Guidance to Assess the Systemic Importance of Financial Institutions
The attached report and background paper respond to a request made by the G20 Leaders in April 2009 to develop guidance for national authorities to assess the systemic importance of financial institutions, markets and instruments. The report outlines conceptual and analytical approaches to the assessment of systemic importance and discusses a possible form for general guidelines.
The report recognizes that current knowledge and concerns about moral hazard limit the extent to which very precise guidance can be developed. Assessments of systemic importance will necessarily involve a high degree of judgment, they will likely be time-varying and state-dependent, and they will reflect the purpose of the assessment. The report does not pre-judge the policy actions to which such assessments could be an input.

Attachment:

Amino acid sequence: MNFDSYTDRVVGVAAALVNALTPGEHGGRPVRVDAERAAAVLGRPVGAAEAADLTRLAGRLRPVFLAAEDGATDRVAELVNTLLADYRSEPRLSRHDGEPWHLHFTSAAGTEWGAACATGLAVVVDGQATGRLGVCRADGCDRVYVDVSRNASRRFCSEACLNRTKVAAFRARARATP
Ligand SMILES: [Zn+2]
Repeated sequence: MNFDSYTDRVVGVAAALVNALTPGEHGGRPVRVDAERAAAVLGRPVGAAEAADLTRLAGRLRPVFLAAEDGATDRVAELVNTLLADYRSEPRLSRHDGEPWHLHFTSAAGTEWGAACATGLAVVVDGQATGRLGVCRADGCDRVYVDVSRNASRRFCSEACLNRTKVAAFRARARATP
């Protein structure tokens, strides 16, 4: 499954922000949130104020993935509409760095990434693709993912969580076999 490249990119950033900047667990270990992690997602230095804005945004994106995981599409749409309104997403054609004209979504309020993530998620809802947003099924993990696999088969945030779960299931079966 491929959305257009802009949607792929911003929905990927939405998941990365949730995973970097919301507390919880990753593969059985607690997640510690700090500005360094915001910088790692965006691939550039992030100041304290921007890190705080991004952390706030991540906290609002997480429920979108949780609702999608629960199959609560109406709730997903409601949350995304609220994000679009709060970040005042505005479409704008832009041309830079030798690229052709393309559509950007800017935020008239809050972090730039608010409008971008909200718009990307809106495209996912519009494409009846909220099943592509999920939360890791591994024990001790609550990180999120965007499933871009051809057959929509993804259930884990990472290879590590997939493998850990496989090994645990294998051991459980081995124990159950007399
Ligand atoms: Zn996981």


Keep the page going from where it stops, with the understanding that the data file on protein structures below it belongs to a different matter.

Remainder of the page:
The report suggests that the guidelines could take the form of high level principles that would be sufficiently flexible to apply to a broad range of countries and circumstances, and it outlines the possible coverage of such guidelines. A set of such high level principles appropriate for a variety of policy uses could be developed, further, by the IMF, BIS and FSB, taking account of experience with the application of the conceptual and analytical approaches described here.
There are a number of policy issues where an assessment of systemic importance would be useful. One critical issue is the ongoing work to reduce the moral hazard posed by systemically important institutions. The FSB and the international standard setters are developing measures that can be taken to reduce the systemic risks these institutions pose, and the attached papers will provide a useful conceptual and analytical framework to inform policy discussions. A second area is the work to address information gaps that were exposed by the recent crisis (the subject of a separate report to the G20 from IMF staff and the FSB Secretariat), where assessments of systemic importance can help to inform data collection needs. A third area is in helping to identify sources of financial sector risk that could have serious macroeconomic consequences. We will keep you informed on our respective future policy work in these important areas. Continue reading